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A good quality filter need cost no more than  ten pounds yet it could easily save you several hundred pounds in repair bills, and it might even improve the look of your video movies. If you've got a camcorder fit a filter, if you know what's good for you...



Filters are amongst the most underestimated and under-used camcorder accessories. They're the first line of defence for the camcorder's lens, against dirt, dust and scratches; the cost of  a replacement lens assembly and labour charges can easily run into hundreds of pounds! Filters can do more to change the quality and appearance of a video movie than almost any other gadget, some of them can create the kind of special effects that would otherwise be impossible this side of a fifty-thousand pound computer system.


There are few, if any, technical differences between the filters originally developed for still cameras, and those now aimed at the camcorder market, which means -- in theory --  there are several hundred different types available. In practice only a handful are used in video movie-making, though there's nothing to stop anyone experimenting with the more exotic ones. There are a number of mechanical considerations to take into account. The first and most important one is the diameter of the screw thread on your front of the camcorder's lens barrel. The seven most common sizes are: 27, 37, 43, 46, 49, 52 and 55mm. 27. 43 and 55mm sizes are less widely used these days, though 27mm is apparently making a comeback, thanks to Canon's UC series of palmcorders. However,  the bottom line is that there are filters and adaptor rings to fit just about every camcorder ever made.


Older camcorders, with front-focusing lenses, where the whole lens barrel rotates, may have difficulties with some types of photographic filter,  where the effect change as the filter turns. Some types of filter can can interfere with the working of TTL (through the lens) autofocus, white balance, and even exposure systems though on  camcorders with manual overrides it needn't be a problem.


The three most popular filters for camcorders are ND (neutral density), Skylight and UV (ultra-violet), they're also the most useful as they can be left on all the time, to protect the lens. Neutral density or grey filters are used to reduce the amount of light entering the lens, to control exposure, and decrease depth of field.  These filters are rated by their light blocking factor, i.e. x2, x4 and x6.  Skylight filters are used to reduce haze and the amount of blue in the picture. This improves colour balance on brightly-lit outdoor scenes, and gives the picture a slightly warmer feel; the two strengths reccommended for camcorder use are 1A and 1B. Ultra violet filters also reduce haze but they have no significant effect on colour rendition. 


Other types of filter worth investigating are: polarising and special effects filters. Polarising filters are useful because they can help to eliminate annoying reflections from shiny surfaces (water, windows etc); it's best to use circular-polarising filters on camcorders, especially those with rotating front-focus lenses. Of the multitude of special effects filters the most interesting ones are the classic cross-screen, which pinpoints spots of light with multi-pointed stars; diffraction filters, like cross-screen filters but the starbursts are in vivid colour; multiple-image filters, which create a kaleidoscope effect of repeated images; and diffuser or soft-focus filters which make all or part of the picture look misty or fuzzy.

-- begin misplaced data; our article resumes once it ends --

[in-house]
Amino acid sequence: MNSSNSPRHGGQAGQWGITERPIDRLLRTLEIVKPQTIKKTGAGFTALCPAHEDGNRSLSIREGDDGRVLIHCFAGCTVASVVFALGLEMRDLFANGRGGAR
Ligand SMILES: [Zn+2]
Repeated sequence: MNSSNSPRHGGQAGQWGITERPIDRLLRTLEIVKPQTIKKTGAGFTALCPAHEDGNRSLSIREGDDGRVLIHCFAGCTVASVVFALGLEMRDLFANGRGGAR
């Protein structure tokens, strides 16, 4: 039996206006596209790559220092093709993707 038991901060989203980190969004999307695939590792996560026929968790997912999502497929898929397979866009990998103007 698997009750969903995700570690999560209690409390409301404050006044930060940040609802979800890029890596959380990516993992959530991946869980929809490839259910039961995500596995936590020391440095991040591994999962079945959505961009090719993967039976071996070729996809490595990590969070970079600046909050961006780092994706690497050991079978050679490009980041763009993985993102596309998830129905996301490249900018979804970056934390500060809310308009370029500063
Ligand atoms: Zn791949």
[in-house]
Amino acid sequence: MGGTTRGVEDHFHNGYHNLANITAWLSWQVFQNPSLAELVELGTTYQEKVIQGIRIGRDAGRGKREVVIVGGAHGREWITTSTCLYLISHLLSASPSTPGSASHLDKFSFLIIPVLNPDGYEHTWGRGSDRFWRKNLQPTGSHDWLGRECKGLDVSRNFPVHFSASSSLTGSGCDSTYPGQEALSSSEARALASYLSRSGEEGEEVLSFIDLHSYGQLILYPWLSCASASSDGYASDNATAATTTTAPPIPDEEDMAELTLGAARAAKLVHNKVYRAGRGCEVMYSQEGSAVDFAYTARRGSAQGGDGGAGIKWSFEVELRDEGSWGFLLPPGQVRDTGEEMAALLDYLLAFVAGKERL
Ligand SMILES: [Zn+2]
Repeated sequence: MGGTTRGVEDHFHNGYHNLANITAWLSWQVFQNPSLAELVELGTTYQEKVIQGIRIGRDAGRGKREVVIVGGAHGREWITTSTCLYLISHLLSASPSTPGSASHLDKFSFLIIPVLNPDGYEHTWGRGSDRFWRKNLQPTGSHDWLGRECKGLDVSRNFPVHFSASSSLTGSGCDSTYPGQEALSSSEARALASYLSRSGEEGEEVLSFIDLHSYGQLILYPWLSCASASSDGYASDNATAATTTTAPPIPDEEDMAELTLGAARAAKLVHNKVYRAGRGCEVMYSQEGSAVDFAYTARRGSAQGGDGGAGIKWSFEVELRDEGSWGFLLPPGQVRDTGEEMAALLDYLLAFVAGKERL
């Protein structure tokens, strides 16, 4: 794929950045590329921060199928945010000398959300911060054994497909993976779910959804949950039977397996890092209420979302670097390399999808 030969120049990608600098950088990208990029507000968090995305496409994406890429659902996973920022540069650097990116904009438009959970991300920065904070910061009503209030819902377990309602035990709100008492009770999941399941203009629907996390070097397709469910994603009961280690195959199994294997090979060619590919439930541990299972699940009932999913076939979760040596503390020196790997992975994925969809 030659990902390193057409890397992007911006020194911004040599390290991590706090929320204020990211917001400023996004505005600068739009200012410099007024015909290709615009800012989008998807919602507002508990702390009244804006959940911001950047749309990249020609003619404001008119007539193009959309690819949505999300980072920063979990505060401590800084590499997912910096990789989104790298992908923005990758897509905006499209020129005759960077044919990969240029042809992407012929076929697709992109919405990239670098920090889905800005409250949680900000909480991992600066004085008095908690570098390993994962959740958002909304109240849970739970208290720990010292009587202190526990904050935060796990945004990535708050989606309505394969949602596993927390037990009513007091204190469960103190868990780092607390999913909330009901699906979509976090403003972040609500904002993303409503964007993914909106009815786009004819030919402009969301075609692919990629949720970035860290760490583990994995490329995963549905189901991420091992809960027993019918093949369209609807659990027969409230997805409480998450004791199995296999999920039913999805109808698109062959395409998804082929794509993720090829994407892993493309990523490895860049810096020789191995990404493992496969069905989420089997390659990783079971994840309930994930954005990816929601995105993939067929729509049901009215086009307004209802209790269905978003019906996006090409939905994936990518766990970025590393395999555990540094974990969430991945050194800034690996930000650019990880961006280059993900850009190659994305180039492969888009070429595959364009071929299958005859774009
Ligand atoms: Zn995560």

The quality of filters varies somewhat but it's clear from the prices that you get what you pay for.  There's not a lot of point in paying over the odds for ordinary camcorder filters, the UV, ND and Skylight filters we've seen are generally well made and adequate for normal machines; owners of high-band equipment may feels it's worth spending a little extra, though. Several accessory companies market camcorder filter sets, though according to some dealers we've spoken to they're not very popular and there are fewer of them of late; it seems video movie-makers prefer to make their own selection. 


We simply haven't the space to list every size and type of filter on the market, so here's a brief summary of what's available, together with representitive prices from a broad selection of the major accessory companies marketing filters suitable for camcorders:




High quality optical glass filters from Japan. Aico cover all of the popular sizes, with the exception of 43mm, though they do include the very rarely used 58mm size in their camcorder range. They have UV, skylight, circular polariser,  ND (x4) plus 4 and 6-point cross-screen  filters in all sizes; 8-point cross screen, and 3, 5 and 6-face multi-image filters are not available with 27mm threads. Prices for UV and ND filters start at 5.00, rising to 30 for the more elaborate effects filters.